Formed on the horn 4 is an inclined surface 9 extending between the contact surface 3 and the outer peripheral surface, the inclined surface 9 exhibiting a predetermined inclination angle with respect to the axis 8 of the ultrasonic oscillator 1.

When a longitudinal oscillation (in the vertical direction as seen in the drawing) is generated in the ultrasonic oscillator 1 having the above construction upon applying an appropriate high frequency to the piezoelectric elements 2 by means of the high-frequency generator, this oscillation is amplified by the horn 4, the contact surface 3 of the horn 4 oscillating to a large degree in the vertical (longitudinal) direction 10 due to resonance. At the same time, oscillatory waves impinge upon the inclined surface 9 of the horn 4, so that the front-end section of the horn 4 starts oscillating in the lateral direction 11. An elliptical-mode oscillation is then generated out of the longitudinal and lateral oscillations 10 and 11.

Accordingly, when pressed against the contact surface 3, a rotary body such as a rotor (not shown) can be rotated, or a flat plate (not shown) caused to make a parallel movement.

Thus, this embodiment allows an ultrasonic oscillator 1 of a very simple construction and generating an elliptical mode oscillation to be realized at low cost. Furthermore, while in the prior art the section generating the longitudinal oscillation has been provided separately from that which generates the lateral one, inevitably resulting in an oscillation loss in the step section between the two sections, this embodiment involves no such oscillation loss since the elliptical-mode oscillation generating mechanism is formed as an integral whole, thus making it possible to obtain an ultrasonic oscillator 1 which operates at very high efficiency.

FIG. 2 shows a second embodiment of this invention. This embodiment constitutes an example of the structure of an ultrasonic motor 20 using an ultrasonic oscillator 1 in accordance with the first embodiment.

The ultrasonic motor 20 comprises an ultrasonic oscillator 1 and a rotor section 21 which is pressed against the contact surface 3 of the ultrasonic oscillator 1 with a predetermined pressurizing force.

Description of the ultrasonic oscillator 1 will be omitted here since it is identical with that of the first embodiment.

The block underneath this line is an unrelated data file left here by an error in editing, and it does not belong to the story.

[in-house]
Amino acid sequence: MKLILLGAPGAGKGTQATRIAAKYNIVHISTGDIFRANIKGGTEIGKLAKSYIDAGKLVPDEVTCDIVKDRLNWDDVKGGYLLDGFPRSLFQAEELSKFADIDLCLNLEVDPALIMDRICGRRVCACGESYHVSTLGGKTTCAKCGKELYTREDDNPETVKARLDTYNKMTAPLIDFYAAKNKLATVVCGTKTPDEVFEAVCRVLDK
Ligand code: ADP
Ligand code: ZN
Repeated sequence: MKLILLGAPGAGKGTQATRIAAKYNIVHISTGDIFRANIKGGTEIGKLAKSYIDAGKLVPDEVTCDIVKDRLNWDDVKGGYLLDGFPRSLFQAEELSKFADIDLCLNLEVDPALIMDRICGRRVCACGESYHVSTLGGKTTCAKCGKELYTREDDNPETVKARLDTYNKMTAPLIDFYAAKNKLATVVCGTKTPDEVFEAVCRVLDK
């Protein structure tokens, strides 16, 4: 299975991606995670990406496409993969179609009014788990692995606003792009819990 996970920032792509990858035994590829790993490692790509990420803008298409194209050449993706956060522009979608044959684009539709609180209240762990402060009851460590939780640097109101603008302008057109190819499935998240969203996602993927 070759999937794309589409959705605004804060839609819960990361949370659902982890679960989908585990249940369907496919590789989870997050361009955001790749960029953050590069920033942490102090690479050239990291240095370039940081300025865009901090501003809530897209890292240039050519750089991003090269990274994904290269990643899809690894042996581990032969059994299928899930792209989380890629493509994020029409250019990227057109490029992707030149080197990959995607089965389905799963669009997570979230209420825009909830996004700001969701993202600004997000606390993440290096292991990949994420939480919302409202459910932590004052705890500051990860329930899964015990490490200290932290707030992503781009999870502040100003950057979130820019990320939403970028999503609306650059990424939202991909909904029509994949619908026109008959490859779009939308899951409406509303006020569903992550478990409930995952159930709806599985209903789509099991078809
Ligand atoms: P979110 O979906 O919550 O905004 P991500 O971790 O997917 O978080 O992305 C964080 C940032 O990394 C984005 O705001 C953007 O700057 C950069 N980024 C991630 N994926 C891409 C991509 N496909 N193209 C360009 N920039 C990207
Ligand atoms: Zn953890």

The rotor section 21 is composed of an annular rotor 22 and an axle 24 supporting the rotor 22 through a bearing 23, the rotor 22 being pressed against the contact surface 3 of the horn 4 with a predetermined pressurizing force.

Next, the operation of the ultrasonic motor having the above-described construction will be described.

When a longitudinal oscillation is generated by applying an appropriate high frequency to the piezoelectric elements 2 by means of a high-frequency generator (not shown), an elliptical-mode oscillation is generated in the contact surface 3 as described above. Accordingly, the rotor 22 which is pressed against the contact surface 3 rotates in the direction of elliptical rotation 25, thereby rotating the ultrasonic motor 20.

Thus, this embodiment allows an ultrasonic motor 20 with a very simple construction to be realized, thereby making it possible to produce an ultrasonic motor 20 at low cost. Furthermore, the embodiment involves no oscillation loss since the elliptical-mode oscillation generating mechanism of the ultrasonic oscillator 1 is constructed as an integral whole as described with respect to the first embodiment, so that this embodiment provides a very efficient ultrasonic motor 20.

FIG. 3 shows a third embodiment of this invention. While the ultrasonic motor 20 of the second embodiment rotates the rotor 22, an ultrasonic motor 31 (linear-movement driving device) in accordance with this embodiment is designed to move in a straight line ahead a work 30 constituting the object to be moved. In accordance with this embodiment, two (though the number is not restricted to two) ultrasonic oscillators 1 as described with respect to the first embodiment are arranged side by side, generating a synchronized elliptical-mode oscillation at the contact surfaces 3 of the ultrasonic oscillators 1. Explanation of the construction and operation of each ultrasonic oscillators 1 will be omitted here since these aspects are identical to those of the first embodiment.